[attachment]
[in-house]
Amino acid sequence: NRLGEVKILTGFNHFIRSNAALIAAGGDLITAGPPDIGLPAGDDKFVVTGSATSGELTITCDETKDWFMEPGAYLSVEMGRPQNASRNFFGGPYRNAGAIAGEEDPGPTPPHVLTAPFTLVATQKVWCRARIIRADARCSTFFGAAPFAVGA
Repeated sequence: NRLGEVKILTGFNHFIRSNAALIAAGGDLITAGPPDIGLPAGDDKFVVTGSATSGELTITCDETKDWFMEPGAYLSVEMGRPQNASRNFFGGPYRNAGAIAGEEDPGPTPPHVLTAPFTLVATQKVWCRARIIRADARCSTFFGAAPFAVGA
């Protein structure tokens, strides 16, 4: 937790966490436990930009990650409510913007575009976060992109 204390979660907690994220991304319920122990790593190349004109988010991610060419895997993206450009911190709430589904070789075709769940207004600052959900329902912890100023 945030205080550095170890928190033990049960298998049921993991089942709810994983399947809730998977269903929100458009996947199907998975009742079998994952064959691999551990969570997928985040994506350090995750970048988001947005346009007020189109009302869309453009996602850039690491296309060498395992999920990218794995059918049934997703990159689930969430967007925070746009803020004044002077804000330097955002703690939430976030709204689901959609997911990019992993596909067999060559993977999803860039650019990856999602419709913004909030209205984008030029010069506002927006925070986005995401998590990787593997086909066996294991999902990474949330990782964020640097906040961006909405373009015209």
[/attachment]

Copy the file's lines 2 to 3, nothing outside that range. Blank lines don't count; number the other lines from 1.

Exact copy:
Amino acid sequence: NRLGEVKILTGFNHFIRSNAALIAAGGDLITAGPPDIGLPAGDDKFVVTGSATSGELTITCDETKDWFMEPGAYLSVEMGRPQNASRNFFGGPYRNAGAIAGEEDPGPTPPHVLTAPFTLVATQKVWCRARIIRADARCSTFFGAAPFAVGA
Repeated sequence: NRLGEVKILTGFNHFIRSNAALIAAGGDLITAGPPDIGLPAGDDKFVVTGSATSGELTITCDETKDWFMEPGAYLSVEMGRPQNASRNFFGGPYRNAGAIAGEEDPGPTPPHVLTAPFTLVATQKVWCRARIIRADARCSTFFGAAPFAVGA